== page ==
Ernie tries to cool off.
Ah yes, this sketch brings back a lot of "warm" memories, by which I mean memories of literally being too warm and trying desperately to cool off during the summertime. (Nowadays, of course, I have the opposite problem, which is that whenever I go into a public building in the summer, I'm instantly too cold because they always have the AC cranked up to subzero temperatures.)
I've always enjoyed listening to my mother's stories about her quaint and rustic childhood. My grandmother was a rural schoolteacher, and sometimes they lived in places where they didn't even have electricity or running water--even into the 1950s, believe it or not. I used to feel sad that, assuming I ever had kids, I wouldn't have any quaint and rustic stories of my own childhood to tell them. Then I realized recently that, if I ever do have kids, my childhood is going to seem quaint and rustic to them anyway: "You didn't have air conditioning? You only had one bathroom? You only had three TV channels? You only had one phone that was connected to the wall and couldn't do anything other than make phone calls?" ("Yes, and it was rotary." "What does that mean?")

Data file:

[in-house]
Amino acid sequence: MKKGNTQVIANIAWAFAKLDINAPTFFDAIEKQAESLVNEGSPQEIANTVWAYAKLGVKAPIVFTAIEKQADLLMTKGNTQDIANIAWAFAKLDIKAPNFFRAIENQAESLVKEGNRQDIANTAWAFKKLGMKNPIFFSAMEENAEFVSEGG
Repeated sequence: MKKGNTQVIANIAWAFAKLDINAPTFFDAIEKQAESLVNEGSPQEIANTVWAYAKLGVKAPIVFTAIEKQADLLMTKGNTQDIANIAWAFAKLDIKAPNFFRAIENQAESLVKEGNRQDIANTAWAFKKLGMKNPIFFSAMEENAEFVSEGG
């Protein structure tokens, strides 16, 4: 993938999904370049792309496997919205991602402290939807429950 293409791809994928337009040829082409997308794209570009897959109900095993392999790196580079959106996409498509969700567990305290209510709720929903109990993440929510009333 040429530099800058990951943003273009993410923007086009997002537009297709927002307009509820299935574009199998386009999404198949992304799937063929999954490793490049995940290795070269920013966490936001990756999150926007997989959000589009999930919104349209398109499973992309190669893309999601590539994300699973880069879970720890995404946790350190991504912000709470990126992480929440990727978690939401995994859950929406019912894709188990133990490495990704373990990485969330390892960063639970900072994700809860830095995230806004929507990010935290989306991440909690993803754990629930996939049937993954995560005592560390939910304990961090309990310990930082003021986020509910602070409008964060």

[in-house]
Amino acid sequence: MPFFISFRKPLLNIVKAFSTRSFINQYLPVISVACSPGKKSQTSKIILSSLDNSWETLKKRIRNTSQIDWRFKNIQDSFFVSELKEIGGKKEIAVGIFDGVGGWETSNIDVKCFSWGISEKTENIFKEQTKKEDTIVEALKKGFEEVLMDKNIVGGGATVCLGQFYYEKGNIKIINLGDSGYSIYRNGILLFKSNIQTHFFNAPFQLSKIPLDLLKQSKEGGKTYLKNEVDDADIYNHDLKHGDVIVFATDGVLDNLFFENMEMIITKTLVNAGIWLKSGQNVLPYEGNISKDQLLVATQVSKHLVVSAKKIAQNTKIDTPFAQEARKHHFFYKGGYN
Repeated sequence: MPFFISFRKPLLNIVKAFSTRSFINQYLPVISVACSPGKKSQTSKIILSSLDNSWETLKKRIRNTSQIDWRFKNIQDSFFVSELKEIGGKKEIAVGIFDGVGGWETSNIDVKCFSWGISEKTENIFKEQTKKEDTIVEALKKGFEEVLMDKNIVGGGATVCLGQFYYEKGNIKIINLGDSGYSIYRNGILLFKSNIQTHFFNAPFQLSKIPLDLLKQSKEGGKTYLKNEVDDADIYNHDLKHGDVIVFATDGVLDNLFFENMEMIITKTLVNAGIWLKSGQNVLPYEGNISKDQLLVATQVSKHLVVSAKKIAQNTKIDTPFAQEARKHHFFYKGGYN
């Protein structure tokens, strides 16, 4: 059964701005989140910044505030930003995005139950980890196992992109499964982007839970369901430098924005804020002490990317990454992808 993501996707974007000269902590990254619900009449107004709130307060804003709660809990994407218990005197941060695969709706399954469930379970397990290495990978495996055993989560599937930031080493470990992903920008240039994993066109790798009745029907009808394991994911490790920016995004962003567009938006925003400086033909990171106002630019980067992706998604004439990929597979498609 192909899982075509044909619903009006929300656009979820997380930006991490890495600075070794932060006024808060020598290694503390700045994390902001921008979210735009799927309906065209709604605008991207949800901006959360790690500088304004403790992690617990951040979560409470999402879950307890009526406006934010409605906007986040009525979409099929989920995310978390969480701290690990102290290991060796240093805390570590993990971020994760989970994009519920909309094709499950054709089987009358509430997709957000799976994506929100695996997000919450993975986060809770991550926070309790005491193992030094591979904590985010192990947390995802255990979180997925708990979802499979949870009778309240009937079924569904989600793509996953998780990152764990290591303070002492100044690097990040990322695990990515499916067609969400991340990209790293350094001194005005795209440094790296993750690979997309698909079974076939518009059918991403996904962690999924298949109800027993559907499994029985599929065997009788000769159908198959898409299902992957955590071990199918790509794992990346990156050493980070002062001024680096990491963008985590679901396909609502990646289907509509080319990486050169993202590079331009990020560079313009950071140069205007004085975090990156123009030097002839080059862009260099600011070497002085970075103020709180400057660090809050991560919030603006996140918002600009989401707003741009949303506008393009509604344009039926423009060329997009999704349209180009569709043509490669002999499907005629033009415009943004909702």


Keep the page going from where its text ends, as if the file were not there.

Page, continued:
Come to think of it, even by the standards of the time, my childhood was pretty quaint and rustic.